This information has been prepared by IG, a trading name of IG Markets Limited. In addition to the disclaimer below, the material on this page does not contain a record of our trading prices, or an offer of, or solicitation for, a transaction in any financial instrument. IG accepts no responsibility for any use that may be made of these comments and for any consequences that result. No representation or warranty is given as to the accuracy or completeness of this information. Consequently any person acting on it does so entirely at their own risk. Any research provided does not have regard to the specific investment objectives, financial situation and needs of any specific person who may receive it. It has not been prepared in accordance with legal requirements designed to promote the independence of investment research and as such is considered to be a marketing communication. Although we are not specifically constrained from dealing ahead of our recommendations we do not seek to take advantage of them before they are provided to our clients. See full non-independent research disclaimer and quarterly summary.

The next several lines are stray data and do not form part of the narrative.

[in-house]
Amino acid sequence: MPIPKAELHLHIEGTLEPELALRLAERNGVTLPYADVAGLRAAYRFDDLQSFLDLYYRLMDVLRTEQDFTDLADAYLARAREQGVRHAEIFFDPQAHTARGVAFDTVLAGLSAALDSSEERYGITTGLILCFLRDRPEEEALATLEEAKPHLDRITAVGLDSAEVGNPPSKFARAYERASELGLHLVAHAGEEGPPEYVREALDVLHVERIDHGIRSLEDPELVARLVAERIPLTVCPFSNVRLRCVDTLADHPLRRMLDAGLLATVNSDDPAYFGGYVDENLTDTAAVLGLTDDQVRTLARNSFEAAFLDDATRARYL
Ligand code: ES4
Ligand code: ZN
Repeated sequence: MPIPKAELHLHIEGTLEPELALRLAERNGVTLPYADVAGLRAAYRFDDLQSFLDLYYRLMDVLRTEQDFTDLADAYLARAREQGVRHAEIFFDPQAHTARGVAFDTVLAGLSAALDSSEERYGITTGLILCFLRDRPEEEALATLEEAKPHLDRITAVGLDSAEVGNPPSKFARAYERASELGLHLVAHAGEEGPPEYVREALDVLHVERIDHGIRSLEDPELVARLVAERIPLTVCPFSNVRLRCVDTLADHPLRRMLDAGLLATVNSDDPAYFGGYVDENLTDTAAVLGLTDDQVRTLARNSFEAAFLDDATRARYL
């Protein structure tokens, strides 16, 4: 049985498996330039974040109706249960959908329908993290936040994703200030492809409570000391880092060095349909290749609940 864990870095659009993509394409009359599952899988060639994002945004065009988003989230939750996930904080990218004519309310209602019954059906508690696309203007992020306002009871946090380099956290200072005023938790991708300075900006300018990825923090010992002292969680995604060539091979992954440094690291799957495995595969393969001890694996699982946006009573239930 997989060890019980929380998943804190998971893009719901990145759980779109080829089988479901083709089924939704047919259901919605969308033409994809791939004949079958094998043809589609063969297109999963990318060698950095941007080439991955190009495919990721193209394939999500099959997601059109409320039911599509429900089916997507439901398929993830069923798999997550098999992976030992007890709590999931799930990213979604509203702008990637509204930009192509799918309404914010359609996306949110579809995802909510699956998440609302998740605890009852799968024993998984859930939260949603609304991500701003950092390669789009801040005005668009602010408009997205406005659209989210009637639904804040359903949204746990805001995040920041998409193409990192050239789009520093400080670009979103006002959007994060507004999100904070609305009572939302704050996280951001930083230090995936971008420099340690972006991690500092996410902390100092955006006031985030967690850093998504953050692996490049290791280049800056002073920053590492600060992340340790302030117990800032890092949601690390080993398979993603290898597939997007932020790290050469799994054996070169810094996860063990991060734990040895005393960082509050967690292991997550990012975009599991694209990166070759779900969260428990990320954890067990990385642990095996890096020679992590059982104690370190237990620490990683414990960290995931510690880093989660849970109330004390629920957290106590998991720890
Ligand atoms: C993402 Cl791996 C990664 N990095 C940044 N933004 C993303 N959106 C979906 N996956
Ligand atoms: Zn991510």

Traders might have thought that with both the US and Canada off for Labor Day we might have seen a quieter start to September. However this is not the case, as the FTSE 100, and all other major European markets have started the day off in a jolly mood. The FTSE has been able to digest the return to growth of China’s manufacturing PMI figures after three months of decline, and commodity stocks have rebounded on the back of this. Although the underlying spot commodity prices have not exploded, mining stocks look to be factoring in a more stable demand going forward.
The procrastination over the separation of Verizon and Vodafone, the third biggest riser in the FTSE 100 so far today, appears to be coming to a conclusion, and markets are expecting confirmation of Verizon’s £84 billion divorce bill any day. Shareholders of the UK-quoted telecoms company will be hoping to see a large part of that cash redistributed to them. With the US being its main profit region, Vodafone will need to wisely invest in order to maintain the profit they have been used to running.